Bella isn’t evil. But even people with good intentions can end up doing bad things. Especially when they meet people with the power to persuade them to do almost anything, like John Wilkes Booth—the most charismatic and famous actor of his time.
So when Booth sets his sights on Bella, an assistant seamstress to Mary Todd Lincoln, to help with his plot to kidnap President Lincoln, he is able to persuade her to betray her president and even turn her back on the boy she has loved her entire life. Bella believes Booth is only trying to force the North to release Southern war prisoners, and will not harm her dear friend Mr. Lincoln. But the kidnapping plot fails, and now Booth will stop at nothing--even if it means harming Bella in the process.
Anna Myers has crafted a provocative new look at the Lincoln assassination through the eyes of both a young White House insider and the assassin himself. An author’s note provides the historical background to this tragic event.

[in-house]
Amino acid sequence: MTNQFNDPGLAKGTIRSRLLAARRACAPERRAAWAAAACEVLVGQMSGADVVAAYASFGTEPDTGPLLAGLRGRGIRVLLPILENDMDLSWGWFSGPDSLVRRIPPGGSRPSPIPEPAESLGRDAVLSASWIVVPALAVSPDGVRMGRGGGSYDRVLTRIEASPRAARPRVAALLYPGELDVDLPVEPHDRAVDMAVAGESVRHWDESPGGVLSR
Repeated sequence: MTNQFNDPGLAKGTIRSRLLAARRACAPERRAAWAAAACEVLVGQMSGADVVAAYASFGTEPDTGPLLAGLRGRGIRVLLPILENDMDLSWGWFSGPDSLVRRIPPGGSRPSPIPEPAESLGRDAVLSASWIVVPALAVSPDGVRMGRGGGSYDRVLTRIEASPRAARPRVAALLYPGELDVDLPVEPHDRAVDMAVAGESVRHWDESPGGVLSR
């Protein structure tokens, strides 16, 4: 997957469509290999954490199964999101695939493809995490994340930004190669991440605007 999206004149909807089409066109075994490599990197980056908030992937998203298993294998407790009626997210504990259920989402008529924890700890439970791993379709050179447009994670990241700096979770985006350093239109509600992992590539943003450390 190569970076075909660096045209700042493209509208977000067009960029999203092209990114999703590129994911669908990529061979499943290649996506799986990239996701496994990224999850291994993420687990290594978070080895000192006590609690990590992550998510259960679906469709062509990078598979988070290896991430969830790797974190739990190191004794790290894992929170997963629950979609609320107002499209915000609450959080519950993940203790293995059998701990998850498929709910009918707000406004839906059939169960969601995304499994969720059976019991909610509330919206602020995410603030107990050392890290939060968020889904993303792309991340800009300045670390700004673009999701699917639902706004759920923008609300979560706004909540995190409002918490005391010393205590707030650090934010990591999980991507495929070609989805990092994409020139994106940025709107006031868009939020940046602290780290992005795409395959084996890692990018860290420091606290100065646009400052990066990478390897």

Arabella "Bella" Getchel is taken from her home in Richmond, Virginia after her mother dies to Washington City, the American capital, where she lives with her grandmother. Here she grows up, going to school at a back alley building meeting Steven, the boy that will be her closest and dearest friend and learning to sew. But she also fights the internal battle of whether her allegiances lie in the North, the place where she's made a home or the South, her home and the side her father is a soldier for. Meeting John Wilkes Booth only causes the chism within her to grow wider. It's all a matter of who Bella is willing to betray, who will she choose?
This book is told in alternating perspectives of Bella and John Wilkes Booth, who preferred to be called Wilkes. I feel like this adds to the development of not only the story but the individual characters. It's also great how the author lets each character grow separately before uniting them. The concept of an accomplice we didn't know about, one that no one would expect is very interesting. Who would think a 14-year-old seamstress wanting to be an actress would take part in President Lincoln's assassination?
Civil War junkies, like myself, will ove this book, but also anyone who wondered who was John Wilkes Booth before he murdered Lincoln. It's a different view of the effect the civil war had on civilians and just how influencial Abraham Lincoln was in life. A great read for both middle-grade and young adult readers alike.